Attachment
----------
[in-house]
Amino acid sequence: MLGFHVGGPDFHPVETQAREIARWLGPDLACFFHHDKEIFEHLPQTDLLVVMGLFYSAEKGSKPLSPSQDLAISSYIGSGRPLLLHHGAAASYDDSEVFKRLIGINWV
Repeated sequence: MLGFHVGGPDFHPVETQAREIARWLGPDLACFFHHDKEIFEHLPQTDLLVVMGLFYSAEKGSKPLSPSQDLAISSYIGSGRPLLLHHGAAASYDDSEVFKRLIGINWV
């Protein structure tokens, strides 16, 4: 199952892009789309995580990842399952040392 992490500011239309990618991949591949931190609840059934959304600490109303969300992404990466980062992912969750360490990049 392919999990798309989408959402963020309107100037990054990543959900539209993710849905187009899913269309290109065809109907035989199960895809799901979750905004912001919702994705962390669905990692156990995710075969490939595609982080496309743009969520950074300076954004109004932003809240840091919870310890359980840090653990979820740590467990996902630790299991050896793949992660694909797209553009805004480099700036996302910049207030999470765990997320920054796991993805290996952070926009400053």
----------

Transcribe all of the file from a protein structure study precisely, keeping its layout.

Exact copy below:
[in-house]
Amino acid sequence: MLGFHVGGPDFHPVETQAREIARWLGPDLACFFHHDKEIFEHLPQTDLLVVMGLFYSAEKGSKPLSPSQDLAISSYIGSGRPLLLHHGAAASYDDSEVFKRLIGINWV
Repeated sequence: MLGFHVGGPDFHPVETQAREIARWLGPDLACFFHHDKEIFEHLPQTDLLVVMGLFYSAEKGSKPLSPSQDLAISSYIGSGRPLLLHHGAAASYDDSEVFKRLIGINWV
């Protein structure tokens, strides 16, 4: 199952892009789309995580990842399952040392 992490500011239309990618991949591949931190609840059934959304600490109303969300992404990466980062992912969750360490990049 392919999990798309989408959402963020309107100037990054990543959900539209993710849905187009899913269309290109065809109907035989199960895809799901979750905004912001919702994705962390669905990692156990995710075969490939595609982080496309743009969520950074300076954004109004932003809240840091919870310890359980840090653990979820740590467990996902630790299991050896793949992660694909797209553009805004480099700036996302910049207030999470765990997320920054796991993805290996952070926009400053």